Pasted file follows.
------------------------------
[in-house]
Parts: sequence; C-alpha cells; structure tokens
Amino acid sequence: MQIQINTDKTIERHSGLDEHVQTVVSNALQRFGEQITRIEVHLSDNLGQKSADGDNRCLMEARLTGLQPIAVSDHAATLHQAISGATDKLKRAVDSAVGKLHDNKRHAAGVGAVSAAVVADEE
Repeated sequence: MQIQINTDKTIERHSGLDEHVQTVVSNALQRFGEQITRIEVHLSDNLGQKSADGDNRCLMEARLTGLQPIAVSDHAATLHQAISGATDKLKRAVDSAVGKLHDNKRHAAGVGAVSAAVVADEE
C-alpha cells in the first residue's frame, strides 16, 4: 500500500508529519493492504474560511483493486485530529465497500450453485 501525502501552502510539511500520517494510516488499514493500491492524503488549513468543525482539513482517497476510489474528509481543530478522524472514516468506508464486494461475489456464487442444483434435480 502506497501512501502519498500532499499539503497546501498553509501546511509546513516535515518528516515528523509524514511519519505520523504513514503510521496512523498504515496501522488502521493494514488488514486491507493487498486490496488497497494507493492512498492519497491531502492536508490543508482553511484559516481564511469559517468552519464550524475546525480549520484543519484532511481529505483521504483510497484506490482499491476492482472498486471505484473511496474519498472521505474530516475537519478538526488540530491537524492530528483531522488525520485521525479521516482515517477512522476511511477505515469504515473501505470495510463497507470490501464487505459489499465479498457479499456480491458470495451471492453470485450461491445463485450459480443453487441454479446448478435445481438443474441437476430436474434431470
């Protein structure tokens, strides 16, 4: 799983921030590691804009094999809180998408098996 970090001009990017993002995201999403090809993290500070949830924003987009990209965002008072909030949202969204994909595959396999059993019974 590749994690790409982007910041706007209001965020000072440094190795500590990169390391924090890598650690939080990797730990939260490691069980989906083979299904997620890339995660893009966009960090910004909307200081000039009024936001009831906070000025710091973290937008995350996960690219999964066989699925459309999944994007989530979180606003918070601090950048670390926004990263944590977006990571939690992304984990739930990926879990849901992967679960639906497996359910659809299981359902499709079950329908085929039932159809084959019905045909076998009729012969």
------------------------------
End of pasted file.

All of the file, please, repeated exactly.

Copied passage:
[in-house]
Parts: sequence; C-alpha cells; structure tokens
Amino acid sequence: MQIQINTDKTIERHSGLDEHVQTVVSNALQRFGEQITRIEVHLSDNLGQKSADGDNRCLMEARLTGLQPIAVSDHAATLHQAISGATDKLKRAVDSAVGKLHDNKRHAAGVGAVSAAVVADEE
Repeated sequence: MQIQINTDKTIERHSGLDEHVQTVVSNALQRFGEQITRIEVHLSDNLGQKSADGDNRCLMEARLTGLQPIAVSDHAATLHQAISGATDKLKRAVDSAVGKLHDNKRHAAGVGAVSAAVVADEE
C-alpha cells in the first residue's frame, strides 16, 4: 500500500508529519493492504474560511483493486485530529465497500450453485 501525502501552502510539511500520517494510516488499514493500491492524503488549513468543525482539513482517497476510489474528509481543530478522524472514516468506508464486494461475489456464487442444483434435480 502506497501512501502519498500532499499539503497546501498553509501546511509546513516535515518528516515528523509524514511519519505520523504513514503510521496512523498504515496501522488502521493494514488488514486491507493487498486490496488497497494507493492512498492519497491531502492536508490543508482553511484559516481564511469559517468552519464550524475546525480549520484543519484532511481529505483521504483510497484506490482499491476492482472498486471505484473511496474519498472521505474530516475537519478538526488540530491537524492530528483531522488525520485521525479521516482515517477512522476511511477505515469504515473501505470495510463497507470490501464487505459489499465479498457479499456480491458470495451471492453470485450461491445463485450459480443453487441454479446448478435445481438443474441437476430436474434431470
């Protein structure tokens, strides 16, 4: 799983921030590691804009094999809180998408098996 970090001009990017993002995201999403090809993290500070949830924003987009990209965002008072909030949202969204994909595959396999059993019974 590749994690790409982007910041706007209001965020000072440094190795500590990169390391924090890598650690939080990797730990939260490691069980989906083979299904997620890339995660893009966009960090910004909307200081000039009024936001009831906070000025710091973290937008995350996960690219999964066989699925459309999944994007989530979180606003918070601090950048670390926004990263944590977006990571939690992304984990739930990926879990849901992967679960639906497996359910659809299981359902499709079950329908085929039932159809084959019905045909076998009729012969």